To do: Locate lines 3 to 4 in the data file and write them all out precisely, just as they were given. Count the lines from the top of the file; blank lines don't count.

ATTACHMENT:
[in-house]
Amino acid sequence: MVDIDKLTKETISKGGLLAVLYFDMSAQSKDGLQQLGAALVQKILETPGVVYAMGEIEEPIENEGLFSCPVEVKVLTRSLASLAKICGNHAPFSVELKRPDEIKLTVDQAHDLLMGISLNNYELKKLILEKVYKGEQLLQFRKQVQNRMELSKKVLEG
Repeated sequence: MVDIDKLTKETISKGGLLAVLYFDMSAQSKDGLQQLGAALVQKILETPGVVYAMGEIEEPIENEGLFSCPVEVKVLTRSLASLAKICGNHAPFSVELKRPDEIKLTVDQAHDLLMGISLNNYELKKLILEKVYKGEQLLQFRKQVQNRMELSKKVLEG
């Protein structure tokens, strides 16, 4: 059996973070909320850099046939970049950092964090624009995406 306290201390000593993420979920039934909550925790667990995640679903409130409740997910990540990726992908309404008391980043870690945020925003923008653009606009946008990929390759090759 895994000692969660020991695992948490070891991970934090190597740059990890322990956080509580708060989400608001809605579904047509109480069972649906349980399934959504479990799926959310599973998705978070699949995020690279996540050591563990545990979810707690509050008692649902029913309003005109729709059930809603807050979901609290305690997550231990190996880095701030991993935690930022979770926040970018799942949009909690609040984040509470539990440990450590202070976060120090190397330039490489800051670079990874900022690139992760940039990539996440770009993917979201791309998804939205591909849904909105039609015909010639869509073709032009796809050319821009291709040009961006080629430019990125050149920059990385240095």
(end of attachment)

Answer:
Repeated sequence: MVDIDKLTKETISKGGLLAVLYFDMSAQSKDGLQQLGAALVQKILETPGVVYAMGEIEEPIENEGLFSCPVEVKVLTRSLASLAKICGNHAPFSVELKRPDEIKLTVDQAHDLLMGISLNNYELKKLILEKVYKGEQLLQFRKQVQNRMELSKKVLEG
């Protein structure tokens, strides 16, 4: 059996973070909320850099046939970049950092964090624009995406 306290201390000593993420979920039934909550925790667990995640679903409130409740997910990540990726992908309404008391980043870690945020925003923008653009606009946008990929390759090759 895994000692969660020991695992948490070891991970934090190597740059990890322990956080509580708060989400608001809605579904047509109480069972649906349980399934959504479990799926959310599973998705978070699949995020690279996540050591563990545990979810707690509050008692649902029913309003005109729709059930809603807050979901609290305690997550231990190996880095701030991993935690930022979770926040970018799942949009909690609040984040509470539990440990450590202070976060120090190397330039490489800051670079990874900022690139992760940039990539996440770009993917979201791309998804939205591909849904909105039609015909010639869509073709032009796809050319821009291709040009961006080629430019990125050149920059990385240095």